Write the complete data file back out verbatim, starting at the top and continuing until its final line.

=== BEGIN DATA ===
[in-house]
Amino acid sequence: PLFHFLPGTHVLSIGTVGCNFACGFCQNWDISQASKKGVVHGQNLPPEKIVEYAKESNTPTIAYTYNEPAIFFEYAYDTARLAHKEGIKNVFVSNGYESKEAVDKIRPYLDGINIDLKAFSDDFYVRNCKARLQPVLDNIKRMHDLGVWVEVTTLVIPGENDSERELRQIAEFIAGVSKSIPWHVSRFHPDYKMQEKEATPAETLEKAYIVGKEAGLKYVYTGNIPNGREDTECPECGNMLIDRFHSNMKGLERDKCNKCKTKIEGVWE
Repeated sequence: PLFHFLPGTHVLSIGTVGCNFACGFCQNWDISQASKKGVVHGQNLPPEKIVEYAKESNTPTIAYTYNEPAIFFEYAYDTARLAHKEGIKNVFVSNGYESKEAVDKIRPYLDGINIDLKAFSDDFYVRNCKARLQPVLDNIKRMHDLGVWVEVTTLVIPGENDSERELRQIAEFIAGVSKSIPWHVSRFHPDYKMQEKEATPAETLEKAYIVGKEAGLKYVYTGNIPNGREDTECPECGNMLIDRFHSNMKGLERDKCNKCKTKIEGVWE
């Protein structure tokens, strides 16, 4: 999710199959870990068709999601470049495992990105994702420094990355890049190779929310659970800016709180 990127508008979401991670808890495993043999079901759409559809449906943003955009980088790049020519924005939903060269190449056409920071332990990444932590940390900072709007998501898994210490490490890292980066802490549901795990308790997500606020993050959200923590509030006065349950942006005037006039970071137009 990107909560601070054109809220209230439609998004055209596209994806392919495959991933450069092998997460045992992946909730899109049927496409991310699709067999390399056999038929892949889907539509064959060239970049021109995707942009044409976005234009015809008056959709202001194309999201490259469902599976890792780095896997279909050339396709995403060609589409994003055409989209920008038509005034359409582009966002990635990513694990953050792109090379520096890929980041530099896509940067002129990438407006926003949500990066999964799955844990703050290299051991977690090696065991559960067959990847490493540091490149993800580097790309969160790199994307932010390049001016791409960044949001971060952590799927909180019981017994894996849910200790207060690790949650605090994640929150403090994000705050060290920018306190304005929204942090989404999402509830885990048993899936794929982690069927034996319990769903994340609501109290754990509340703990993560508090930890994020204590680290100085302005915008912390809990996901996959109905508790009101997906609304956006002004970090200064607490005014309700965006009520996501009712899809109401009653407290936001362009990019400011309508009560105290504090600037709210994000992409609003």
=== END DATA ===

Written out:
[in-house]
Amino acid sequence: PLFHFLPGTHVLSIGTVGCNFACGFCQNWDISQASKKGVVHGQNLPPEKIVEYAKESNTPTIAYTYNEPAIFFEYAYDTARLAHKEGIKNVFVSNGYESKEAVDKIRPYLDGINIDLKAFSDDFYVRNCKARLQPVLDNIKRMHDLGVWVEVTTLVIPGENDSERELRQIAEFIAGVSKSIPWHVSRFHPDYKMQEKEATPAETLEKAYIVGKEAGLKYVYTGNIPNGREDTECPECGNMLIDRFHSNMKGLERDKCNKCKTKIEGVWE
Repeated sequence: PLFHFLPGTHVLSIGTVGCNFACGFCQNWDISQASKKGVVHGQNLPPEKIVEYAKESNTPTIAYTYNEPAIFFEYAYDTARLAHKEGIKNVFVSNGYESKEAVDKIRPYLDGINIDLKAFSDDFYVRNCKARLQPVLDNIKRMHDLGVWVEVTTLVIPGENDSERELRQIAEFIAGVSKSIPWHVSRFHPDYKMQEKEATPAETLEKAYIVGKEAGLKYVYTGNIPNGREDTECPECGNMLIDRFHSNMKGLERDKCNKCKTKIEGVWE
């Protein structure tokens, strides 16, 4: 999710199959870990068709999601470049495992990105994702420094990355890049190779929310659970800016709180 990127508008979401991670808890495993043999079901759409559809449906943003955009980088790049020519924005939903060269190449056409920071332990990444932590940390900072709007998501898994210490490490890292980066802490549901795990308790997500606020993050959200923590509030006065349950942006005037006039970071137009 990107909560601070054109809220209230439609998004055209596209994806392919495959991933450069092998997460045992992946909730899109049927496409991310699709067999390399056999038929892949889907539509064959060239970049021109995707942009044409976005234009015809008056959709202001194309999201490259469902599976890792780095896997279909050339396709995403060609589409994003055409989209920008038509005034359409582009966002990635990513694990953050792109090379520096890929980041530099896509940067002129990438407006926003949500990066999964799955844990703050290299051991977690090696065991559960067959990847490493540091490149993800580097790309969160790199994307932010390049001016791409960044949001971060952590799927909180019981017994894996849910200790207060690790949650605090994640929150403090994000705050060290920018306190304005929204942090989404999402509830885990048993899936794929982690069927034996319990769903994340609501109290754990509340703990993560508090930890994020204590680290100085302005915008912390809990996901996959109905508790009101997906609304956006002004970090200064607490005014309700965006009520996501009712899809109401009653407290936001362009990019400011309508009560105290504090600037709210994000992409609003």